walkitout (walkitout) wrote,
walkitout
walkitout

Conservative Estimates: I don't think that means what they think it means

I think the first incident to sensitize me to the abuse of the phrase "conservative estimate" was the Nature article about a computer model suggesting a historical MRCA. In the ensuing weeks, I feel like every single time I've seen the phrase "conservative estimate", even moderately close analysis indicated that the estimate was anything but conservative.

But I think today's example is the best yet:

http://www.theatlantic.com/business/archive/2011/05/the-cost-of-bin-laden-3-trillion-over-15-years/238517/

"By conservative estimates, bin Laden cost the United States at least $3 trillion over the past 15 years"

Perhaps Tim Fernholz and Jim Tankersley mean, "hey, we found some batshit crazy conservatives who are willing to estimate the following". Because they certainly cannot mean, hey, this is probably a lowball figure.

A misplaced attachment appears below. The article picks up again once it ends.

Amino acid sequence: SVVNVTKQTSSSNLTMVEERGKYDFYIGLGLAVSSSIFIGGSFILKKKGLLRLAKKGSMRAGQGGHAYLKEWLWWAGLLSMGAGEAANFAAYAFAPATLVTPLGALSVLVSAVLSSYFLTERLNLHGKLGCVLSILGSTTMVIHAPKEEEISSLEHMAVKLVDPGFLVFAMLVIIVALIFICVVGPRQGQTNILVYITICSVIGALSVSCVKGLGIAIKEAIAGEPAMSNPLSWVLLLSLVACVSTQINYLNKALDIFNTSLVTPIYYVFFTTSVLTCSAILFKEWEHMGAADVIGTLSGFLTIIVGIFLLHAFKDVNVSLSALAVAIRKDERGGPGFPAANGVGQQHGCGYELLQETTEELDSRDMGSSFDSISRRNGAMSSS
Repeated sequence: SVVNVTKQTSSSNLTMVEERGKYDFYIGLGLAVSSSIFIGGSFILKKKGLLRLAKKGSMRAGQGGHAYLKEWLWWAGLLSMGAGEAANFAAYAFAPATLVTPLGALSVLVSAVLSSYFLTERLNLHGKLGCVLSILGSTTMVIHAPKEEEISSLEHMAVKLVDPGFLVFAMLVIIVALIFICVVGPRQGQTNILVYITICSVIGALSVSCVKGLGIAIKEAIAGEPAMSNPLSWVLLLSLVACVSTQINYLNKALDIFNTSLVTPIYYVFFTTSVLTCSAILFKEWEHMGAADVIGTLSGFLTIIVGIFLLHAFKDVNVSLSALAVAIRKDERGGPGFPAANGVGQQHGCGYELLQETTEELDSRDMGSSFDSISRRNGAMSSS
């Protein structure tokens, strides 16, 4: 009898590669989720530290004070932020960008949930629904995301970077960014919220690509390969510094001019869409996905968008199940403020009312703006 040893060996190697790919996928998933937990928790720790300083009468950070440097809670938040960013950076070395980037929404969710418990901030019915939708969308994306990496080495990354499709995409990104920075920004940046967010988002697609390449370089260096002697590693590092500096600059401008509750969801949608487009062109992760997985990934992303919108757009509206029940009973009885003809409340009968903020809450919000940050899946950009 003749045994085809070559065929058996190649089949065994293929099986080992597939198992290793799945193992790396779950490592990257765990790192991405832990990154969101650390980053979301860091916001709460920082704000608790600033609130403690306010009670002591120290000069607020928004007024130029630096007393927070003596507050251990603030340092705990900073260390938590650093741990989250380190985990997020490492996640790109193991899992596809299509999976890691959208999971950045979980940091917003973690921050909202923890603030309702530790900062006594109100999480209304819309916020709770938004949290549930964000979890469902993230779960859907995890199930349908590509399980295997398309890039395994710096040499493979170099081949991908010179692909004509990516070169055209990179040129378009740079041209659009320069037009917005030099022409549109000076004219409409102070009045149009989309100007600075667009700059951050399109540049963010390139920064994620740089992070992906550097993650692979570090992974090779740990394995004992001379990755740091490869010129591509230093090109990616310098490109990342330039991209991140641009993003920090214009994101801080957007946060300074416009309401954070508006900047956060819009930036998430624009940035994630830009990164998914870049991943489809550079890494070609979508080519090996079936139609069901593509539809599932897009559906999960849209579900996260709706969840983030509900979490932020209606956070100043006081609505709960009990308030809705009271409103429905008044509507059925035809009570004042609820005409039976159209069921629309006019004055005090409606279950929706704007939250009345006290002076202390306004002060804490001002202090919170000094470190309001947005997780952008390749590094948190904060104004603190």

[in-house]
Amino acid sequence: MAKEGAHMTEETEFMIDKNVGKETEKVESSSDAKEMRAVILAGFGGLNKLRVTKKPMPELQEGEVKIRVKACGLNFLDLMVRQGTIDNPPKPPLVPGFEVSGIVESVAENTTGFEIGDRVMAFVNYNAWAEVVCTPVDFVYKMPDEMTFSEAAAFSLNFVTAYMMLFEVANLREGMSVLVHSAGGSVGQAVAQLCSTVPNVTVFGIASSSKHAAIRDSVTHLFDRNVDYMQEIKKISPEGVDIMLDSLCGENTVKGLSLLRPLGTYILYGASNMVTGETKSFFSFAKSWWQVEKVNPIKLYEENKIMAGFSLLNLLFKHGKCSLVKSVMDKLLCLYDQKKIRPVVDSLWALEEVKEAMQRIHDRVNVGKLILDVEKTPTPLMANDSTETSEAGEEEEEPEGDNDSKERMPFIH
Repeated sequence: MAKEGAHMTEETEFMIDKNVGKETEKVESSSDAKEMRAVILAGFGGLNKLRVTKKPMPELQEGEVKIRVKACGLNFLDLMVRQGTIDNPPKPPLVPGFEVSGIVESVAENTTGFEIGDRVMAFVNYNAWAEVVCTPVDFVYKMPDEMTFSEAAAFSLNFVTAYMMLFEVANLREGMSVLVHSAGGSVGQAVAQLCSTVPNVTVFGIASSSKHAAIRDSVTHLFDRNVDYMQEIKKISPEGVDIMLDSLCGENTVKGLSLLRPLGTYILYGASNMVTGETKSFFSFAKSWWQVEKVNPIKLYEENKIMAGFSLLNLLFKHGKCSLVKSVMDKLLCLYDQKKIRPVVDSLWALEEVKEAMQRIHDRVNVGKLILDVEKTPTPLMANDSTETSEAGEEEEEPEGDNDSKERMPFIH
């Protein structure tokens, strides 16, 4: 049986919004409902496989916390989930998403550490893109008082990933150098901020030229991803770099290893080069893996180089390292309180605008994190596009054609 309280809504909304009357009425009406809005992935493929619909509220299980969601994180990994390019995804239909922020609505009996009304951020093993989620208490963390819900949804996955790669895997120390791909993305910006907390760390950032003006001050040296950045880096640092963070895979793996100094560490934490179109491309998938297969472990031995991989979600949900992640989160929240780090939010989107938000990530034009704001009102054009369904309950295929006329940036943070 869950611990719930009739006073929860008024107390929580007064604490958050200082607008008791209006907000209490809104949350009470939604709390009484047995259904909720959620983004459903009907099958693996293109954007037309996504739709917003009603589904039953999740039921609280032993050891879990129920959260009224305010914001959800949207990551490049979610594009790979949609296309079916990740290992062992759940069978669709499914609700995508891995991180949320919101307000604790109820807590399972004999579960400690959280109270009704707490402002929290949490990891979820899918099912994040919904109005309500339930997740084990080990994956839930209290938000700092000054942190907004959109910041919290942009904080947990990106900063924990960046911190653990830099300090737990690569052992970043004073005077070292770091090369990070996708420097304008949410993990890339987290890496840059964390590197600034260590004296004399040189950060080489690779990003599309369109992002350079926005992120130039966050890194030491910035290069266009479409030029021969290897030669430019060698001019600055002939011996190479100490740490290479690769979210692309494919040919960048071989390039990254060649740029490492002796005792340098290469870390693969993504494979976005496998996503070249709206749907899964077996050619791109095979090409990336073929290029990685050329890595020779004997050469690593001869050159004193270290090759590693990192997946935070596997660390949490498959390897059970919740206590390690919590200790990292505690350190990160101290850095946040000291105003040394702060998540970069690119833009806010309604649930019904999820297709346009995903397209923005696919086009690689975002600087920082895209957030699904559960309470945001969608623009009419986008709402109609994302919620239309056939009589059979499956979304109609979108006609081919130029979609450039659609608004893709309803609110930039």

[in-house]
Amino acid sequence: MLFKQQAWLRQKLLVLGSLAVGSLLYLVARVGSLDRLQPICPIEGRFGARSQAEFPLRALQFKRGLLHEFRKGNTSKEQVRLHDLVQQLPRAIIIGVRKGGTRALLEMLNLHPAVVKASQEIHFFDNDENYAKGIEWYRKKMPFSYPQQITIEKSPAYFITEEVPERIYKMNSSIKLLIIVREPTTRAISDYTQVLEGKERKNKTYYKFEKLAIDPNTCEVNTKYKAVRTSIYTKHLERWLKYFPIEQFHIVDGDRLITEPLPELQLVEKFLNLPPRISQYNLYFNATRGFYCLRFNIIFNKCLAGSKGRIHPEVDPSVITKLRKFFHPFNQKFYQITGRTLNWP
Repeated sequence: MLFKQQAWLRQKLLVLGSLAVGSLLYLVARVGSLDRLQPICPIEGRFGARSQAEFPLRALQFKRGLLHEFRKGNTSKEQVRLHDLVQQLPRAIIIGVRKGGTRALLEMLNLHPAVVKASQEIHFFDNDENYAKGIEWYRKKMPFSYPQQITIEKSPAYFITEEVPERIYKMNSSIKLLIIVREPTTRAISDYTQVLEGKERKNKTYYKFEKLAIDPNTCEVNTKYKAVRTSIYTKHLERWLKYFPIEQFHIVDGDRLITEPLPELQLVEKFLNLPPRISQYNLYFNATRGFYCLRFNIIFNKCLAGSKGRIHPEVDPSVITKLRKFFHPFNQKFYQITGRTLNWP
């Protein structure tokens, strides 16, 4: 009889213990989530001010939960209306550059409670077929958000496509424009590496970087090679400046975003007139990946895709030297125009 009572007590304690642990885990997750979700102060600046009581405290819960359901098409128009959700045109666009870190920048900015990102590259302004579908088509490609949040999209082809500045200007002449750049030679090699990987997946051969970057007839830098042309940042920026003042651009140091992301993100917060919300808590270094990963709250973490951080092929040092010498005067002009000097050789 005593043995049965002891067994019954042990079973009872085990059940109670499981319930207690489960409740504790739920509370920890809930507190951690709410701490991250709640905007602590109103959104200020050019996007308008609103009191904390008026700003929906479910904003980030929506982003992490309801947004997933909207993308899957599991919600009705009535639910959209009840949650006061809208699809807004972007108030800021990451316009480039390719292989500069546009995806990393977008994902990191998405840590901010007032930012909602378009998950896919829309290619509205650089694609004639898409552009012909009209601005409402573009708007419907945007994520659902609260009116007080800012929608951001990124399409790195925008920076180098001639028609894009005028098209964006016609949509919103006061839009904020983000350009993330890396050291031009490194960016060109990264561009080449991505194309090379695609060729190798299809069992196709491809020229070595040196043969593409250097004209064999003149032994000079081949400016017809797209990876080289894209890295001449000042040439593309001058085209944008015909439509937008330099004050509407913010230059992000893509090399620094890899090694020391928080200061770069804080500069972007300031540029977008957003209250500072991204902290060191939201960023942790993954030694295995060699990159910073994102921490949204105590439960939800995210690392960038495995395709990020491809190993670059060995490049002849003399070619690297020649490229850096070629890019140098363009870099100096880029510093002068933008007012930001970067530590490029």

I'm a little startled to find that Fernholz and Tankersley appear to believe that the military buildup that occurred under Bush is meaningfully attributable to bin Laden. There's every reason to believe that quite a lot of what happened (the Iraq War for sure) was going to happen no matter what the external circumstances were, at least if Bush had any say in the matter.

Surprisingly, the rest of the analysis in the article is even worse. At least this has given me a New Rule: if someone says "Conservative Estimate", the next numbers to appear will be laughably lunatic, risible and ridiculous, terribly twisted, and any number of other things. But they will _not_ be a conservative estimate in the commonly understood literal sense of the words.
Tags: economics, politics
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